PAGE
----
The ‘Rising Powers’, especially China, India and Brazil, have now become key players in the global economy. Yet, we still know too little about how these economies are engaging with and potentially shaping, the rules that govern international trade and global production, in particular global labour and social standards. For producers around the world, meeting international standards on social and environmental sustainability is increasingly critical. We are now more aware about the food we eat and how it came to our plates, or whether what we wear implied sweatshop labour. Nonetheless, gains from social compliance – especially for workers and poor producers – remain unclear. Expanding trade between the Rising Power economies, their growing domestic consumer markets and the emergence of leading firms from China, India and Brazil raise questions on how global standards will be shaped in the future, who the key drivers will be, and what implications arise for workers in both these emerging economies and throughout the global economy.

This workshop will present findings from work undertaken in Brazil, China, India and the EU, as part of an ESRC funded project on labour standards and the governance of global production networks. It also aims to bring together a wider community of academics and practitioners working on labour and sustainability standards in the global economy, but with a particular interest on the ‘Rising Powers’ and how they might sustain, challenge, or change the global discourse on labour and sustainability standards. Hence, we particularly invite proposals for papers around the following themes:
  • The emergence of rising power MNCs, their engagement with CSR and social standards, and the implications for global labour and social standards in global value chains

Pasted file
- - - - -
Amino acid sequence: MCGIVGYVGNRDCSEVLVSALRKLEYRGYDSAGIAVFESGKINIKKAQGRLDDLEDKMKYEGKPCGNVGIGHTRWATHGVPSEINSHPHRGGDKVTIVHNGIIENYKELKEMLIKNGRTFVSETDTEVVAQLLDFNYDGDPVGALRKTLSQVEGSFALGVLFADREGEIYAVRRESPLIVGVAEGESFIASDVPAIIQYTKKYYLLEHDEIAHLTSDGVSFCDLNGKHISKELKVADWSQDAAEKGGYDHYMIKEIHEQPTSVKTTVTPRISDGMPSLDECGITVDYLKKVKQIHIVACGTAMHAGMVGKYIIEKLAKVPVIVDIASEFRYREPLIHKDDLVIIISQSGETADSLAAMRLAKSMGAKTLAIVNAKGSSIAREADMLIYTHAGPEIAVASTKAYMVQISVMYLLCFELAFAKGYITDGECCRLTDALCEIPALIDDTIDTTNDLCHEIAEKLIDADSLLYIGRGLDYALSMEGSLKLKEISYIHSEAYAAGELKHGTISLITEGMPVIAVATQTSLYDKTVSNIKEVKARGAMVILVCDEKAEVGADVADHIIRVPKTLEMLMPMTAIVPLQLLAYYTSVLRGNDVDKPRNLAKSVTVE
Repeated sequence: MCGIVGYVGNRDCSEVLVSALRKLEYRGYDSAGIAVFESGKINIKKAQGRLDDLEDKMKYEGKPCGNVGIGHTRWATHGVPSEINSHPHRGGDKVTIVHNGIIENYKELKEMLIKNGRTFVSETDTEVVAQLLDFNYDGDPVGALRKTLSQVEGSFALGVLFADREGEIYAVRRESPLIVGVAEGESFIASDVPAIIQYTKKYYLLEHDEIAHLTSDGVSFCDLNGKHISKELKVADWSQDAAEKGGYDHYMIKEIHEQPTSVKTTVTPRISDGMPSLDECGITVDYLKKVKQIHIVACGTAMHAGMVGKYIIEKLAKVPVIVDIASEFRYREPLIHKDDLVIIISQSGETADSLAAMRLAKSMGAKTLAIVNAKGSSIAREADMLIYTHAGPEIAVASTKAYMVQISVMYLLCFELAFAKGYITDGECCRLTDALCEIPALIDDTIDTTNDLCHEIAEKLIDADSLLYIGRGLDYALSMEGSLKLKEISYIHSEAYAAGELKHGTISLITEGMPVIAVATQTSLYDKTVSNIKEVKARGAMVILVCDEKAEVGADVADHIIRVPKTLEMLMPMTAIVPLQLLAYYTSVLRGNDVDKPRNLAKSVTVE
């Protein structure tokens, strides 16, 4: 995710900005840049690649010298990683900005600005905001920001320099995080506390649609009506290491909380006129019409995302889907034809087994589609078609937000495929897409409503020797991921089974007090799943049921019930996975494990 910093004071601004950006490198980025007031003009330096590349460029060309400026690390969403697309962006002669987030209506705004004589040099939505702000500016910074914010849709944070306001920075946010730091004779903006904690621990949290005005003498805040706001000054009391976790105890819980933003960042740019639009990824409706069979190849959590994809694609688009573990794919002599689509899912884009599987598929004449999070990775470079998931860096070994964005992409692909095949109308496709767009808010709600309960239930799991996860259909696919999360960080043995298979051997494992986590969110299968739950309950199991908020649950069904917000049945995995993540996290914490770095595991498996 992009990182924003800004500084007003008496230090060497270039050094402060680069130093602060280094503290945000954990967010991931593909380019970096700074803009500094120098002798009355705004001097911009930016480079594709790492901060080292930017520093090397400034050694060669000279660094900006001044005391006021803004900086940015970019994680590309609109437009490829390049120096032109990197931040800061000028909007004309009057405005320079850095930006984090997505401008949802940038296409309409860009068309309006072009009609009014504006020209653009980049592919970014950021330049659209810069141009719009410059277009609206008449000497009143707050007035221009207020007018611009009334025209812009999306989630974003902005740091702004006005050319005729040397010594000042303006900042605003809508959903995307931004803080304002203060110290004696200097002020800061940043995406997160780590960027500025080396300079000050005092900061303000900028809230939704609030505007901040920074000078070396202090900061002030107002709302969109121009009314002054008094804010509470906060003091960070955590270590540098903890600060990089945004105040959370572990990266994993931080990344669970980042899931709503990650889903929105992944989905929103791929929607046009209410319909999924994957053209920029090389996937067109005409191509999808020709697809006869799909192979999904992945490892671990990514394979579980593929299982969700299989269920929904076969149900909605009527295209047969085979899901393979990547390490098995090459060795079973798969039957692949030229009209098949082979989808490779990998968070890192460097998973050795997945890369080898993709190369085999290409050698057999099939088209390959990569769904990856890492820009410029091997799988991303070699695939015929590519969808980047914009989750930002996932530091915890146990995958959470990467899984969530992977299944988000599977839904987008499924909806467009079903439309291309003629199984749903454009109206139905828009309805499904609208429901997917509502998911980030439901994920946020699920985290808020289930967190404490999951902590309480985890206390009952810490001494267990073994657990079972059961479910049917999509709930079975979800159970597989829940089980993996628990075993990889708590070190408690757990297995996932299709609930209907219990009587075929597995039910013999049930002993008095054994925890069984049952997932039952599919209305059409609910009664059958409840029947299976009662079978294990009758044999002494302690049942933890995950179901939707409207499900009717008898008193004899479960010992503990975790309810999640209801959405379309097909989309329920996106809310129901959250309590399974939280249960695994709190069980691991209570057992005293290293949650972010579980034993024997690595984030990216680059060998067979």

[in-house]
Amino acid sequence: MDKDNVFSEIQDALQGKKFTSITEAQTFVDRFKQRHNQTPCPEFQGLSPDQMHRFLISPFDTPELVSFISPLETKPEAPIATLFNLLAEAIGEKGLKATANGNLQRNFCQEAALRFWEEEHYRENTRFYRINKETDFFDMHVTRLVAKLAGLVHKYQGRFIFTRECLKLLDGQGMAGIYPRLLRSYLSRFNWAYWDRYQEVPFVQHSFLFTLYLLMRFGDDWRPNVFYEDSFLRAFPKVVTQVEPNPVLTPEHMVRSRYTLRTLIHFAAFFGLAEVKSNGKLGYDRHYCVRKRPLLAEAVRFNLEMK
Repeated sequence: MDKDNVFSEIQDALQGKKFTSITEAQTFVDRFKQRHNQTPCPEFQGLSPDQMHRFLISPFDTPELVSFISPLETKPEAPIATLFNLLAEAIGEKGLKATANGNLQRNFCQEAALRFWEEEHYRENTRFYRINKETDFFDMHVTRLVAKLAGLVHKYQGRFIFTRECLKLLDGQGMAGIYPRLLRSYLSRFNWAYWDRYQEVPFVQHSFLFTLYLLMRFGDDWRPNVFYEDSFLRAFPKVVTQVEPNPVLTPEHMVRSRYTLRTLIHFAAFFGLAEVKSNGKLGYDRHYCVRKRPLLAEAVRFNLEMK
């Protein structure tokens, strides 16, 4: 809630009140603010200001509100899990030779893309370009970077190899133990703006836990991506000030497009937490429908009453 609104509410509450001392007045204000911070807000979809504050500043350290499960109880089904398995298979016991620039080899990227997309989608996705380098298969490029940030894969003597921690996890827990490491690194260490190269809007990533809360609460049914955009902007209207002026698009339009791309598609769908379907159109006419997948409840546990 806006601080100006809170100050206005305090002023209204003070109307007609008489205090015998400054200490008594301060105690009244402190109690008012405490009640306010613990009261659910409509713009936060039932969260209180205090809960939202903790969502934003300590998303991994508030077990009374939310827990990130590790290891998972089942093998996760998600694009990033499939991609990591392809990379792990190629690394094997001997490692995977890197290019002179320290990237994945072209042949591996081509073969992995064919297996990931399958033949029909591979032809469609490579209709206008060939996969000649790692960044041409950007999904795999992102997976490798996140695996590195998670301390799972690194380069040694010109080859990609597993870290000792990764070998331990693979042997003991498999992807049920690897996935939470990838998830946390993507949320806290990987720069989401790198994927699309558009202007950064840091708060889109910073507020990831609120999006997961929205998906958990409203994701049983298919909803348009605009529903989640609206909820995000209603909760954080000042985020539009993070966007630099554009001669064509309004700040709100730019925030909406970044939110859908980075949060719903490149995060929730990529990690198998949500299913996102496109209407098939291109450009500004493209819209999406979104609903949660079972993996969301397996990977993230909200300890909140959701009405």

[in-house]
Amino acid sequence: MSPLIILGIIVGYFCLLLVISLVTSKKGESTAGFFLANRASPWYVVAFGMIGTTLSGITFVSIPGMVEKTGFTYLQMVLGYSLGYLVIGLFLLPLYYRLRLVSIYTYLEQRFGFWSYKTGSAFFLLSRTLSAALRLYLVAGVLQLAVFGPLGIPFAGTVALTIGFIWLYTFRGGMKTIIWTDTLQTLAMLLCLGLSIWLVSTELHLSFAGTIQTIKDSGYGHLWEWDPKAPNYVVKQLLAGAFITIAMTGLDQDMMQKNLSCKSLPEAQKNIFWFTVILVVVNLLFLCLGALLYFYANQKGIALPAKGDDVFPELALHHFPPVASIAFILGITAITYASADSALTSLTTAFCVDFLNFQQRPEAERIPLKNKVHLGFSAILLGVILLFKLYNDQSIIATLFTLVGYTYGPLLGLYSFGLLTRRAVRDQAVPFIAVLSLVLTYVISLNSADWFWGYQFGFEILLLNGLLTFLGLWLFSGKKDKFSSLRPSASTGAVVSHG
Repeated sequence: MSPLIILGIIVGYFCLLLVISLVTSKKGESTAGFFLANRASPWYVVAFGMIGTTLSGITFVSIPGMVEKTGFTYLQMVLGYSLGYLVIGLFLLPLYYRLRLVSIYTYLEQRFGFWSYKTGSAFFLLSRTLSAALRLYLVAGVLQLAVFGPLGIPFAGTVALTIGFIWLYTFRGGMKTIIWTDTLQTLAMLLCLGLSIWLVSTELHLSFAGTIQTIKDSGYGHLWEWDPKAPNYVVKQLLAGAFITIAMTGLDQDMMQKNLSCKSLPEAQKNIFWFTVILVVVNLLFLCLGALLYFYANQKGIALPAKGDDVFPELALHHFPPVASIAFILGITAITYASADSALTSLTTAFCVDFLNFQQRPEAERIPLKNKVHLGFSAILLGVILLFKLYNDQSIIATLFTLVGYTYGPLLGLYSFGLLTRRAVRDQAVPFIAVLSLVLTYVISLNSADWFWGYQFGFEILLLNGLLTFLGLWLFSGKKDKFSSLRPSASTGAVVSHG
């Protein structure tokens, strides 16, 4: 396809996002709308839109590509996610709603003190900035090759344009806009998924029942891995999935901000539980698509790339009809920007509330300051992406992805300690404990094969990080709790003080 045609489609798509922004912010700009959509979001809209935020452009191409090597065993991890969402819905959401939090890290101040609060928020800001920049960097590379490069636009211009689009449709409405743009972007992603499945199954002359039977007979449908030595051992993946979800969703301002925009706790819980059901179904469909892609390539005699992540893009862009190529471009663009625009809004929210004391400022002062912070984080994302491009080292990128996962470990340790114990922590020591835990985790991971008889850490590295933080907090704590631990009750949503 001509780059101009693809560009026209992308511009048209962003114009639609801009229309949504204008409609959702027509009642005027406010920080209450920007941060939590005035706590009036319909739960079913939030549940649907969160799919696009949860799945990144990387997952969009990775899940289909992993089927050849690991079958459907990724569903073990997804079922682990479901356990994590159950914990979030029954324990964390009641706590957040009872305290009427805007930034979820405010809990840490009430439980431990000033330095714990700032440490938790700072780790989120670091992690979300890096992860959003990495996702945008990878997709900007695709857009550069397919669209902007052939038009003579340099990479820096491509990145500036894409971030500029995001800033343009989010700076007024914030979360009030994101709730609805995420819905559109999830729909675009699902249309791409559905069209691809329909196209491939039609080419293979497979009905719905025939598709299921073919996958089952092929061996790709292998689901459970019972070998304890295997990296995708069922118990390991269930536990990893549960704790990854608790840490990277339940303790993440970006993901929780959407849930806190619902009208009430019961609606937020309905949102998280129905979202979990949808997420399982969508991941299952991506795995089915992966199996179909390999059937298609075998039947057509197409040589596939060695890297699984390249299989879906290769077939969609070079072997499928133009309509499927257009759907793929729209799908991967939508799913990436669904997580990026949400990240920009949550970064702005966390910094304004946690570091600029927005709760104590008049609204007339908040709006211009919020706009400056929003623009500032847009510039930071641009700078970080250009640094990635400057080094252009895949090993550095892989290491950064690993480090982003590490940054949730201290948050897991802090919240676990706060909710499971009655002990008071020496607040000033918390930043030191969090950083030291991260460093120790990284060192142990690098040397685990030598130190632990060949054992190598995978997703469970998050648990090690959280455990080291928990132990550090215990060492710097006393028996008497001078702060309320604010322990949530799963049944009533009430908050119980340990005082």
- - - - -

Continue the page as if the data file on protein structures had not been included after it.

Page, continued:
• The role of innovation, CSR, and human rights in global value chains
  • The engagement of civil society actors in the rising powers with local and/or global CSR initiatives and social standards
  • Public labour regulation in Brazil, China and India and the engagement of these countries in the international institutions where trade rules on labour and social standards are defined
  • The implications of the rise of Brazil, China and India for labour and social standards in OECD and developing economies

  • Full paper submission: 12 May 2017 (max. 8,000 words excl. abstract, notes, references etc.) Papers will be circulated to discussants prior to the workshop.
Accommodation costs in Manchester will be covered for authors of accepted papers.

Thursday 10 November 2016

Giving workers employment rights increases productivity and profitability

By Boni Sones, University of Cambridge
Image by Stuart Miles.

We live in a globalised world and buy products produced by workers’ from all over the World. Increasingly consumers are demanding that those who produce our goods are employed on decent terms and conditions whether they work in Europe, Africa, India, Russia, China or South America. Sweatshop labour used in one continent is often named and shamed in another and these reputational effects can affect demand for goods. But as consumers ask for more fairtrade goods from the developing world, workers in the so called global North are finding that their employment is more insecure, as greater numbers are employed on zero hour contracts, while all workers are finding it harder to access employment tribunals to enforce their employment rights.

The Centre for Business Research at the University of Cambridge has turned conventional wisdom on its head, and through a series of quantitative research projects over a number of recent years, has constructed a new database that reveals how improvements in labour rights can lead to increased productivity and employment as well as greater equality in society. These datasets are now online for others to access and use.